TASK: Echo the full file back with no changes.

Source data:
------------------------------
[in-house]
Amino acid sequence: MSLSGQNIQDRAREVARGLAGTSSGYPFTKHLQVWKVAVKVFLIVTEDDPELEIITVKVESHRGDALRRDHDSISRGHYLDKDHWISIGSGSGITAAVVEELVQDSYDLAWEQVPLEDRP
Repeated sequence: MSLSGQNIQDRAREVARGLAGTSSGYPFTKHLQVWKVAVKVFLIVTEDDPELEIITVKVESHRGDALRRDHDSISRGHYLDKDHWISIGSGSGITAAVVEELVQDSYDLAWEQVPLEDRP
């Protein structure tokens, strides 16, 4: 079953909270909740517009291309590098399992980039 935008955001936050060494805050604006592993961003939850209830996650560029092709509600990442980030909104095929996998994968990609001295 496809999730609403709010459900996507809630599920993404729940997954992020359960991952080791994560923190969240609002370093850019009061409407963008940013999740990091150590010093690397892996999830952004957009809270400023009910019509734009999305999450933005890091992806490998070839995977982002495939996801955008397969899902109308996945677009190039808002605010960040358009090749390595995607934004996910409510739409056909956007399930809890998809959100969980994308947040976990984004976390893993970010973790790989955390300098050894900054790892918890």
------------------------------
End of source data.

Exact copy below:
[in-house]
Amino acid sequence: MSLSGQNIQDRAREVARGLAGTSSGYPFTKHLQVWKVAVKVFLIVTEDDPELEIITVKVESHRGDALRRDHDSISRGHYLDKDHWISIGSGSGITAAVVEELVQDSYDLAWEQVPLEDRP
Repeated sequence: MSLSGQNIQDRAREVARGLAGTSSGYPFTKHLQVWKVAVKVFLIVTEDDPELEIITVKVESHRGDALRRDHDSISRGHYLDKDHWISIGSGSGITAAVVEELVQDSYDLAWEQVPLEDRP
């Protein structure tokens, strides 16, 4: 079953909270909740517009291309590098399992980039 935008955001936050060494805050604006592993961003939850209830996650560029092709509600990442980030909104095929996998994968990609001295 496809999730609403709010459900996507809630599920993404729940997954992020359960991952080791994560923190969240609002370093850019009061409407963008940013999740990091150590010093690397892996999830952004957009809270400023009910019509734009999305999450933005890091992806490998070839995977982002495939996801955008397969899902109308996945677009190039808002605010960040358009090749390595995607934004996910409510739409056909956007399930809890998809959100969980994308947040976990984004976390893993970010973790790989955390300098050894900054790892918890």